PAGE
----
Photos online dating scams
It's the newest evolution of the Nigerian advance fee (419) scam.
Instead of sending spam letters that promise millions for your assistance, these scammers are targeting single men and women who are searching for love online.
They use psychological tricks to lure their victims in, use poetry and even gifts to get them under their spell, and then once you are there, will try to reach for your wallet, all the time declaring their "undying love" for you.
The scam may take the form of asking you to cash a check for them through your bank account because they are "out of the country" and unable to cash it themselves, or they may come right out and ask you to send money to help them out of a fabricated "financial difficulty" they claim to be experiencing.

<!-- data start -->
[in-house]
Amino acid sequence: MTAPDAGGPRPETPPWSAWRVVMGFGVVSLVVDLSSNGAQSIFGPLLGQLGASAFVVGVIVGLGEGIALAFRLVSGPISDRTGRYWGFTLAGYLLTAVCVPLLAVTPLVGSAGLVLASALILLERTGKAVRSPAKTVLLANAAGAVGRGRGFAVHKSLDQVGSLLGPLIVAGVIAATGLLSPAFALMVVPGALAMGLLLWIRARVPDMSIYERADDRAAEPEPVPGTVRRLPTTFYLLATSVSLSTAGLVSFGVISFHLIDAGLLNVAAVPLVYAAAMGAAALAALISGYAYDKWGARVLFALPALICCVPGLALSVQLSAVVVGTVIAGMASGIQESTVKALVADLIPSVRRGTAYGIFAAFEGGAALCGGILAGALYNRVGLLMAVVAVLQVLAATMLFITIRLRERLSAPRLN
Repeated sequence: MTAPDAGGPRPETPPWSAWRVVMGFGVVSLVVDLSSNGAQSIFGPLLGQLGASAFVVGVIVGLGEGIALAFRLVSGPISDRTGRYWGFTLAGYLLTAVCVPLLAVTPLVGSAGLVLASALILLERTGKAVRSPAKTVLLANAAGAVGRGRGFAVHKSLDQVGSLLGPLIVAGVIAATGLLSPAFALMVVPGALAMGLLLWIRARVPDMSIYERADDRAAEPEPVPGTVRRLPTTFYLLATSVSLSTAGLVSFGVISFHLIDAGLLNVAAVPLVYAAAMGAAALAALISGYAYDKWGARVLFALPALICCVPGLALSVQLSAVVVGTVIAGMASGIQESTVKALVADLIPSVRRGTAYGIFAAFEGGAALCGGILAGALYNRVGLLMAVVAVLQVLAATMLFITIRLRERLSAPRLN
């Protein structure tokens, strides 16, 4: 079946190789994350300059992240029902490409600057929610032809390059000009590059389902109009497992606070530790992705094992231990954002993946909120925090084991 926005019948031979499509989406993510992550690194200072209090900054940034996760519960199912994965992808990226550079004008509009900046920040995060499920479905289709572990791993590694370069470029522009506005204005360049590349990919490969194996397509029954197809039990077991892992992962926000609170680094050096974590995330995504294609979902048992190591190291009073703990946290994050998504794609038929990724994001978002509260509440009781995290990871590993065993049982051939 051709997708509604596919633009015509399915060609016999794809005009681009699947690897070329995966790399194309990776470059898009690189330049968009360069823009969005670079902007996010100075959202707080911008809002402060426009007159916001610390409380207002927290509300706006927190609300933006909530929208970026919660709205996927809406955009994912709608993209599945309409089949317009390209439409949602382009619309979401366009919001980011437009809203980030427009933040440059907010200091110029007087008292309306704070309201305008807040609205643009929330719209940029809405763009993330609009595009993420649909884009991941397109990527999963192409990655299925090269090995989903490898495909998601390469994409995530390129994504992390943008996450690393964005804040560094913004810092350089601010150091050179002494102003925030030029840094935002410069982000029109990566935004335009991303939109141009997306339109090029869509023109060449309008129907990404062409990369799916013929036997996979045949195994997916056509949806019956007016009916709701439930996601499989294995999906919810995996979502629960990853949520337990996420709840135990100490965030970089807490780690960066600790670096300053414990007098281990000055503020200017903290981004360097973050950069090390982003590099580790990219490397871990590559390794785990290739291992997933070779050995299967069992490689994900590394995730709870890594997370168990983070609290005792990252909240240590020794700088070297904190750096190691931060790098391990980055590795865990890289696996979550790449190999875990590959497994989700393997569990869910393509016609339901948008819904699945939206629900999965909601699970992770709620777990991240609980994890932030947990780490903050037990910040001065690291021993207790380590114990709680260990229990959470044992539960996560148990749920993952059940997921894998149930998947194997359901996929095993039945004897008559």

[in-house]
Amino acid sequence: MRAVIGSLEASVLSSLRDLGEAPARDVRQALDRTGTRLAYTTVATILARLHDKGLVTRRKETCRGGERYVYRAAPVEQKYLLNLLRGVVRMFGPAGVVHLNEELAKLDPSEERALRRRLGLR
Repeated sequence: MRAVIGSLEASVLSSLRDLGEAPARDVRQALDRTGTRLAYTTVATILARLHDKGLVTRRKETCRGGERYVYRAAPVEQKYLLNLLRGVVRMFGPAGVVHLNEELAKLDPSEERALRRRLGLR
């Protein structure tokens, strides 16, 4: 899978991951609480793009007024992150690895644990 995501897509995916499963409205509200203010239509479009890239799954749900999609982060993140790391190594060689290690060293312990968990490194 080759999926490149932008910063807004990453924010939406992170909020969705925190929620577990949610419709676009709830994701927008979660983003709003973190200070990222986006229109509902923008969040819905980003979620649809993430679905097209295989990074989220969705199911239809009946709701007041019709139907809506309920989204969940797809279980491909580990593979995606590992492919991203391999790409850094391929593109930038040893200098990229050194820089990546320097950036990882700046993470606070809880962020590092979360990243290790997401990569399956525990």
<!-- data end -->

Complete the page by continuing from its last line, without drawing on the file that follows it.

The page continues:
In fact, they're someone you could see yourself spending the rest of your life with.
The FBI says love scams are among the fastest-growing crimes on the Internet.
In 2016, over a billion dollars was taken from people looking for love in the wrong place and with the wrong person.
In fact, his photos are a treasure trove for scammers who simply cut and paste his life to create an alternative one—one that always includes needing money.
The scammer, who pretended to be an active service member, told the registered nurse he needed money for medicine and to get out of trouble. “Within three days of talking, he all of a sudden got deployed so I was never able to meet him face to face,” the woman stated.